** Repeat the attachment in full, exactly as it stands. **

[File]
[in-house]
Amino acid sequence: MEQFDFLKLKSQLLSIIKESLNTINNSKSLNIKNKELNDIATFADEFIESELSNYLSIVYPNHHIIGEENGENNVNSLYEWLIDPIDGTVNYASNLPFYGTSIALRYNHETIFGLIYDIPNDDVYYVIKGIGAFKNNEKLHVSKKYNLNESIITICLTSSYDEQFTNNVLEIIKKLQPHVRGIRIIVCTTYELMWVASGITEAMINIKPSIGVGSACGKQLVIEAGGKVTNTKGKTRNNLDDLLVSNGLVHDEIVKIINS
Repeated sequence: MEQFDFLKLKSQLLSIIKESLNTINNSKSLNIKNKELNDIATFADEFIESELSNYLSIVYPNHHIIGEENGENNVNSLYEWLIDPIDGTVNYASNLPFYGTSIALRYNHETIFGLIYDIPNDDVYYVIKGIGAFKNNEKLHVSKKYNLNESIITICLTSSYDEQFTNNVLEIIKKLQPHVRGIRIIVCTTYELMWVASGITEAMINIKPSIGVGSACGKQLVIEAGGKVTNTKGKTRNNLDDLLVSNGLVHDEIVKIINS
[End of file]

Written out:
[in-house]
Amino acid sequence: MEQFDFLKLKSQLLSIIKESLNTINNSKSLNIKNKELNDIATFADEFIESELSNYLSIVYPNHHIIGEENGENNVNSLYEWLIDPIDGTVNYASNLPFYGTSIALRYNHETIFGLIYDIPNDDVYYVIKGIGAFKNNEKLHVSKKYNLNESIITICLTSSYDEQFTNNVLEIIKKLQPHVRGIRIIVCTTYELMWVASGITEAMINIKPSIGVGSACGKQLVIEAGGKVTNTKGKTRNNLDDLLVSNGLVHDEIVKIINS
Repeated sequence: MEQFDFLKLKSQLLSIIKESLNTINNSKSLNIKNKELNDIATFADEFIESELSNYLSIVYPNHHIIGEENGENNVNSLYEWLIDPIDGTVNYASNLPFYGTSIALRYNHETIFGLIYDIPNDDVYYVIKGIGAFKNNEKLHVSKKYNLNESIITICLTSSYDEQFTNNVLEIIKKLQPHVRGIRIIVCTTYELMWVASGITEAMINIKPSIGVGSACGKQLVIEAGGKVTNTKGKTRNNLDDLLVSNGLVHDEIVKIINS